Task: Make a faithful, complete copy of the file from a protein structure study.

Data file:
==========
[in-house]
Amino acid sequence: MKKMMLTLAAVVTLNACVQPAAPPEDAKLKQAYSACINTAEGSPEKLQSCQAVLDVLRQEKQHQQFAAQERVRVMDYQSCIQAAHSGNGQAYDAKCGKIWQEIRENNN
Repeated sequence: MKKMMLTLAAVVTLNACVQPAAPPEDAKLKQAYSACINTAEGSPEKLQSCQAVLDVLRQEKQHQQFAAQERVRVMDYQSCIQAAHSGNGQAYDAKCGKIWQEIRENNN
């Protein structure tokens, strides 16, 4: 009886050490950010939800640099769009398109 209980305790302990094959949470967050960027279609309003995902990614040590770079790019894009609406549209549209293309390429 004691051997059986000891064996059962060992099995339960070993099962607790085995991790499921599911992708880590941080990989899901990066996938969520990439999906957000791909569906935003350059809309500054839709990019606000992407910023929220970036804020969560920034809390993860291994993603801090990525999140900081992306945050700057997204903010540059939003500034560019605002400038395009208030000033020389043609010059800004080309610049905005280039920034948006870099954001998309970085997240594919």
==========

[in-house]
Amino acid sequence: MKKMMLTLAAVVTLNACVQPAAPPEDAKLKQAYSACINTAEGSPEKLQSCQAVLDVLRQEKQHQQFAAQERVRVMDYQSCIQAAHSGNGQAYDAKCGKIWQEIRENNN
Repeated sequence: MKKMMLTLAAVVTLNACVQPAAPPEDAKLKQAYSACINTAEGSPEKLQSCQAVLDVLRQEKQHQQFAAQERVRVMDYQSCIQAAHSGNGQAYDAKCGKIWQEIRENNN
């Protein structure tokens, strides 16, 4: 009886050490950010939800640099769009398109 209980305790302990094959949470967050960027279609309003995902990614040590770079790019894009609406549209549209293309390429 004691051997059986000891064996059962060992099995339960070993099962607790085995991790499921599911992708880590941080990989899901990066996938969520990439999906957000791909569906935003350059809309500054839709990019606000992407910023929220970036804020969560920034809390993860291994993603801090990525999140900081992306945050700057997204903010540059939003500034560019605002400038395009208030000033020389043609010059800004080309610049905005280039920034948006870099954001998309970085997240594919």